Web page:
Shareholders of four funds at Fidelity Investments, the world's largest mutual fund manager, rejected a proposal on Wednesday that would have blocked investments in companies linked to genocide.

Although the measure was defeated for a second straight year, human rights activists lauded what they see as promising investor support for easing suffering in Sudan's Darfur region.

Support for the measure at a Fidelity shareholder meeting ranged from 18.1 percent to 24.6 percent of the funds, which voted on a proposal to bar investments that substantially contribute to genocide or crimes against humanity.

The proposal specifically names PetroChina Co Ltd, an oil company that does business with Sudan's government, which is widely criticized for abuses in its Darfur region. International experts say up to 300,000 people have died and 2.7 million have been uprooted in Darfur since 2003.

Eric Cohen, chairman of Boston-based Investors Against Genocide, which spearheaded the resolution, called the results consistent with last year's shareholder support.

Fourteen Fidelity funds voted on the measure in 2008, with 20 percent to 31 percent of the funds supporting it.

The Investors Against Genocide proposal is nonbinding, but Cohen said in an interview that Fidelity would be hard-pressed to ignore strong investor support for divestments in companies linked to genocide.

Boston-based Fidelity, which manages $1.3 trillion of assets, has recommended shareholders vote no on the proposal both years it has come to a vote. It maintains that its investments are legal under U.S. law and it is obligated to achieve the best returns for shareholders.

Investments in PetroChina account for 0.01 percent of Fidelity mutual fund assets as of May 31, said company spokesman Vincent Loporchio.

At Wednesday's shareholder meeting, Fidelity executives called the Darfur issue complicated and said the company looked to governments around the world to address the conflict.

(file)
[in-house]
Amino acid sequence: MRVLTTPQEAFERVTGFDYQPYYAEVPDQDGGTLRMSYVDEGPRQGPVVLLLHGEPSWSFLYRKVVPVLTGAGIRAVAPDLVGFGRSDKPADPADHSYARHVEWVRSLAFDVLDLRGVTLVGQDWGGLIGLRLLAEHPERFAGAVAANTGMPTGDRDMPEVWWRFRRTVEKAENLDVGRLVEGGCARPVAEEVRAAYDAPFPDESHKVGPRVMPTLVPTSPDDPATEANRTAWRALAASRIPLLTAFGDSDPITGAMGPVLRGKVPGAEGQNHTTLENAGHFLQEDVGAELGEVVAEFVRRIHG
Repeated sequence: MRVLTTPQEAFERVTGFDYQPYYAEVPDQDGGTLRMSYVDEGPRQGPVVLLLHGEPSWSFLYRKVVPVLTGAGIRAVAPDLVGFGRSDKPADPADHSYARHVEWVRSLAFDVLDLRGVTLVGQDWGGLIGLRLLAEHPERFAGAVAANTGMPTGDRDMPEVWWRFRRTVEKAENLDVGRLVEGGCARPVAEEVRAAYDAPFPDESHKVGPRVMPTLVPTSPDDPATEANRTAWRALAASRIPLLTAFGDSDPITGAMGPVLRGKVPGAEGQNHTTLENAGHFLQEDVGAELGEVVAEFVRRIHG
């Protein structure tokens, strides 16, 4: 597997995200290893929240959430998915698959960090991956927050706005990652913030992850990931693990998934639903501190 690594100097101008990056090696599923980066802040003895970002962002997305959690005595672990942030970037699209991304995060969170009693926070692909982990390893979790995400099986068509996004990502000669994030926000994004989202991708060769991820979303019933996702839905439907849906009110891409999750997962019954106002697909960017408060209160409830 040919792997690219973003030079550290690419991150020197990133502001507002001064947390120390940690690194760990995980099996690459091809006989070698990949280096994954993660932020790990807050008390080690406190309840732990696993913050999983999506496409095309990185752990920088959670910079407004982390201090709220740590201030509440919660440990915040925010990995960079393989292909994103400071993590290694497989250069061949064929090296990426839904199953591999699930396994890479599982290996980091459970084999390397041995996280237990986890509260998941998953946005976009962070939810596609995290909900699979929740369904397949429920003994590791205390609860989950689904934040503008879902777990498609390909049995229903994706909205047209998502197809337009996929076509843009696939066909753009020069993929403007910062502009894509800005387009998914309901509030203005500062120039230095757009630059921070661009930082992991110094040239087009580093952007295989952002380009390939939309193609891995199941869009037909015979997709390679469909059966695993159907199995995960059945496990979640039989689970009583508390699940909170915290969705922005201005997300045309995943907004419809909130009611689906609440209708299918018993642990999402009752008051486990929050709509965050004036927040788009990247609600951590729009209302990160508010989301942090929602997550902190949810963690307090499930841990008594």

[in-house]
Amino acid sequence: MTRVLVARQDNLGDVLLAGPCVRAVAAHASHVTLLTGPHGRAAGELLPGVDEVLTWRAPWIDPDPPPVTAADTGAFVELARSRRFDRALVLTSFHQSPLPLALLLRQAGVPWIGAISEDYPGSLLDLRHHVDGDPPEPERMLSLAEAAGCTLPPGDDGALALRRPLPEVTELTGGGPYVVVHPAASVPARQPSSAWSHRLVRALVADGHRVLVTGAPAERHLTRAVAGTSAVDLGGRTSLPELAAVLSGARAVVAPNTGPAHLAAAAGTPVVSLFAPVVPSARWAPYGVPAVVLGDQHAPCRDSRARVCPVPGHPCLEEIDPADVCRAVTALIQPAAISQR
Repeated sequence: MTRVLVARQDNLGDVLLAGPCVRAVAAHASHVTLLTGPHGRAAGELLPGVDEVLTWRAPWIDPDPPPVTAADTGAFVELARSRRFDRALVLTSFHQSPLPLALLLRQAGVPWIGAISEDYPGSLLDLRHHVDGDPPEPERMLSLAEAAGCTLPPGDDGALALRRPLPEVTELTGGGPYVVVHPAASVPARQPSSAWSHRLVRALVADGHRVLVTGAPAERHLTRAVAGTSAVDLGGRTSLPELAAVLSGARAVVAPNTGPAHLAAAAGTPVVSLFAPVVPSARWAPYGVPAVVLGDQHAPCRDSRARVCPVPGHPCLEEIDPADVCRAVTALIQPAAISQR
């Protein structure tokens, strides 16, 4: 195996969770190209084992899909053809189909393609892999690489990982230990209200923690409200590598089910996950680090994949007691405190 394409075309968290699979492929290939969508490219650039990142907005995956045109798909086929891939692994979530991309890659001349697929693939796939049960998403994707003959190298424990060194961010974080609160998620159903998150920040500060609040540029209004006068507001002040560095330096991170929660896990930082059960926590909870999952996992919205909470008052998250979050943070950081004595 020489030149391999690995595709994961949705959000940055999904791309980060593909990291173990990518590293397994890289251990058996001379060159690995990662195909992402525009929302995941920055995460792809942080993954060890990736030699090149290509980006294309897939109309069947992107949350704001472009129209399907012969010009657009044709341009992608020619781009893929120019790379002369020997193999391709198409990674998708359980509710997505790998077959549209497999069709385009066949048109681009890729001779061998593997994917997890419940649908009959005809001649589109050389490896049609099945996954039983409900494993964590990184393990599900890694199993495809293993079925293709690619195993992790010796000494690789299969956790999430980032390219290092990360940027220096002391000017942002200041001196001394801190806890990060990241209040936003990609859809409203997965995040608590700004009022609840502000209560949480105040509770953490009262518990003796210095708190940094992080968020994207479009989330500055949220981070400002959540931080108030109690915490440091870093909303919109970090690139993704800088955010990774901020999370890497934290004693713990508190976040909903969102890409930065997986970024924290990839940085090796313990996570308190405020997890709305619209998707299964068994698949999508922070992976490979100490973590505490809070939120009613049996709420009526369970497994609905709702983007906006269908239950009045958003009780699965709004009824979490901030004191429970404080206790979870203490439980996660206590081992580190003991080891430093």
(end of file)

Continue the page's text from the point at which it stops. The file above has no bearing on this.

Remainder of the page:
Shareholders at 21 funds managed by Pennsylvania-based Vanguard Group Inc voted on the proposal on July 3, with support ranging from 7 to 17 percent. Vanguard opposed the resolution, saying it already had similar measures in place.

Human rights activists have waged a three-year campaign to persuade money managers to sever ties with companies linked to the Darfur abuses, and have met some success.

In March, asset management giant TIAA-CREF announced it would tell companies it has a stake in to cease relations with Sudan or work to ease suffering in Darfur. It also said it would seek meetings with executives of PetroChina and other companies linked to the Sudanese government.

TIAA-CREF said it would promptly divest from companies whose executives refused such meetings. It also said it would divest with companies who failed to sever ties with Sudan or take meaningful humanitarian action in the region within nine months.

Shareholder votes at nine additional Fidelity funds are scheduled for August. A similar vote is also scheduled for Capital Group Cos' American Funds unit this summer. (Reporting by Erin Kutz; Editing by Jason Szep and Steve Orlofsky)